Wholesome family entertainment objective of C. R. McKellips Rodeo Company

“Rodeo is all about entertainment and good bucking stock.”

“We are privileged to offer both at our rodeos,” emphasized Chuck McKellips of C. R. McKellips Rodeo Company at Raymore, Missouri.

In a return engagement, McKellips, his wife, Regan, and their largely family-operated; certainly family-oriented entertainment rodeo operations are contracting and producing the 43rd Annual Santa Fe Trail Rodeo at the Burlingame Saddle Club Arena in Burlingame.

“We are so excited to have Chuck and Regan McKellips coming back to Burlingame. They are so congenial, helpful and yet very conscientious and professional helping our saddle club have one of the best rodeos in the Midwest,” credited Pat Rusher, saddle club secretary.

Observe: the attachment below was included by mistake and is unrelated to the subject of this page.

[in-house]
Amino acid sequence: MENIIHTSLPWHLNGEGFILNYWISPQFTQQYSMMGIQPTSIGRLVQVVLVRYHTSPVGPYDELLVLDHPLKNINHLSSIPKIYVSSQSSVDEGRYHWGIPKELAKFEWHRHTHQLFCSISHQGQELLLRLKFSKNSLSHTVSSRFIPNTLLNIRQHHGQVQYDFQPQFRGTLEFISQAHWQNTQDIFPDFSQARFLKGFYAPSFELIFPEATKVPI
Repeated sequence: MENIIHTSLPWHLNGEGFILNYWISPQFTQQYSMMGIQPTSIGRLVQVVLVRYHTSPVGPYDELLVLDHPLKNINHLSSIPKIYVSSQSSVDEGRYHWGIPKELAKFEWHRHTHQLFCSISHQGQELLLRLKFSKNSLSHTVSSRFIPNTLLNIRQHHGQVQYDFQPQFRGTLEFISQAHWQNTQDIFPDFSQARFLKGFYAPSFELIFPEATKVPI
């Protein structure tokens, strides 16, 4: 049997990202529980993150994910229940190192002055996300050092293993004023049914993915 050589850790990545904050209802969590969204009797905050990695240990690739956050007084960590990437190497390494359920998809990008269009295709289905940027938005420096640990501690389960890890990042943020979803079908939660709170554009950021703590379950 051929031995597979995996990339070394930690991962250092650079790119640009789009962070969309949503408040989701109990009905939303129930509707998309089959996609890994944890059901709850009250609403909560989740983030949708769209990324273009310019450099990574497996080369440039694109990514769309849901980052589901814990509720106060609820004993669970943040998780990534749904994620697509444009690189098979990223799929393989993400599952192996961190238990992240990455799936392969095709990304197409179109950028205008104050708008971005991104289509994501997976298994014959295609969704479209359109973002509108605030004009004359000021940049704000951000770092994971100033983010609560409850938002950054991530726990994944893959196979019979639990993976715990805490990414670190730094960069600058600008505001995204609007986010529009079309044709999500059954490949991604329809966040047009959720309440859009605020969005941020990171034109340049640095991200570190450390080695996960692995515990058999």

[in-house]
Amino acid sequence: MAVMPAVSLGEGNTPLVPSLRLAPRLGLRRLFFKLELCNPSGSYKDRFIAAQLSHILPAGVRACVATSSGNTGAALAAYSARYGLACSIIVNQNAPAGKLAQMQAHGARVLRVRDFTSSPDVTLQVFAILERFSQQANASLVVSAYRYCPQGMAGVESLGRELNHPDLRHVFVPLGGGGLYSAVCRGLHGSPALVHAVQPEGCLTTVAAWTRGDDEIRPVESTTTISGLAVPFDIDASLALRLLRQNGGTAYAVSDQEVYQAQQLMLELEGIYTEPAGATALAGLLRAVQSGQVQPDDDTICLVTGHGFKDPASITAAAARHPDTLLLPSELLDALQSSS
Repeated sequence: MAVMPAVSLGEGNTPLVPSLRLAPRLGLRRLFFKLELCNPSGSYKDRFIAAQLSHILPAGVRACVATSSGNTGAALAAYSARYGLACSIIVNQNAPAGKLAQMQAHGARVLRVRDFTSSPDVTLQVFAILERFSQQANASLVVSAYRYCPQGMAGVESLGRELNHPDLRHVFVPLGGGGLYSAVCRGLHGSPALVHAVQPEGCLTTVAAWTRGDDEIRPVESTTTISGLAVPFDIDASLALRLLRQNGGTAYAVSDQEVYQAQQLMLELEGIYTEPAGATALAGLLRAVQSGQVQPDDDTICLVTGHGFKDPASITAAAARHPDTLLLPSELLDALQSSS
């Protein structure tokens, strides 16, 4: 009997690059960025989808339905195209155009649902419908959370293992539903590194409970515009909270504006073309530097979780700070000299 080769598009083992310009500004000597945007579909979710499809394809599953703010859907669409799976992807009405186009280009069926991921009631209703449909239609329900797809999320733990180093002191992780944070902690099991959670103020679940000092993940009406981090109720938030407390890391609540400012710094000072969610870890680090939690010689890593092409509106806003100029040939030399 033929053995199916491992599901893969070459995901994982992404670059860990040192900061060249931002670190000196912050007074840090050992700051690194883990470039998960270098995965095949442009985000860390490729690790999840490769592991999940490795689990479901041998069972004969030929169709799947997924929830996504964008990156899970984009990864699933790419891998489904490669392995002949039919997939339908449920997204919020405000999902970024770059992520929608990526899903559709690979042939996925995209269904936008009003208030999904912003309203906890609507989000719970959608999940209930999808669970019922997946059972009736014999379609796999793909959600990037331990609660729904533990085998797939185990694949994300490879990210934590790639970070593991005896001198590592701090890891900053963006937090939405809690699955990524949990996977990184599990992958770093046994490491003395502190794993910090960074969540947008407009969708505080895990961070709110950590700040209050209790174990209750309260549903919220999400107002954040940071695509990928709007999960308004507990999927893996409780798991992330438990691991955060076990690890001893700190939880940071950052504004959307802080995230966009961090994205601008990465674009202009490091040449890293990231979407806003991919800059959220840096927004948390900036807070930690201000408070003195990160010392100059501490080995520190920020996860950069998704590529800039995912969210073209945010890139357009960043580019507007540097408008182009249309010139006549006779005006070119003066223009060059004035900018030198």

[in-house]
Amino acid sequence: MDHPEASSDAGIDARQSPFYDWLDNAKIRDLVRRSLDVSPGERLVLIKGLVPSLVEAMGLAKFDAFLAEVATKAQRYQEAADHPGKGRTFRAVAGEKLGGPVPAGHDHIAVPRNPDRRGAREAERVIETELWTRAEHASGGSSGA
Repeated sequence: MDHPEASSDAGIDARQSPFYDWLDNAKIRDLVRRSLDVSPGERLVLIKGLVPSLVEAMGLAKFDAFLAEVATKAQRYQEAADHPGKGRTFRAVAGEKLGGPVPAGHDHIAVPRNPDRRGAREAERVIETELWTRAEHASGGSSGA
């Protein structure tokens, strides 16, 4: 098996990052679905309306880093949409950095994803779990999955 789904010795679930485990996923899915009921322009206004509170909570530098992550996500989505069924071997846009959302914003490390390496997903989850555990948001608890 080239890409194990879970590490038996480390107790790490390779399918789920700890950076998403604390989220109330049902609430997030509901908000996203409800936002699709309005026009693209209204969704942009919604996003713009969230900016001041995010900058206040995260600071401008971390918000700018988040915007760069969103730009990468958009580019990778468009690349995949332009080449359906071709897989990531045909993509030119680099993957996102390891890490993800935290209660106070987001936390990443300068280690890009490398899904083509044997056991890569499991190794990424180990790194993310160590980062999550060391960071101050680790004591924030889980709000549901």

Chuck and Regan McKellips own C.R. McKellips Rodeo Company, Raymore, Missouri, supplying livestock for rodeos throughout the Midwest, including the Santa Fe Trail Rodeo planned May 17-18 at Burlingame.
Chuck and Regan McKellips own C.R. McKellips Rodeo Company, Raymore, Missouri, supplying livestock for rodeos throughout the Midwest, including the Santa Fe Trail Rodeo planned May 17-18 at Burlingame.

“C. R. McKellips Rodeo Company livestock is outstanding, and because of that and the way the McKellips produce their rodeos, they have the very best cowboys and cowgirls following them to every rodeo they contract,” Rusher added.

This reputation comes by no accident. It’s been a lifelong family effort for Chuck McKellips, who was busy over the weekend producing the Cameron, Missouri, Saddle Club High School Rodeo.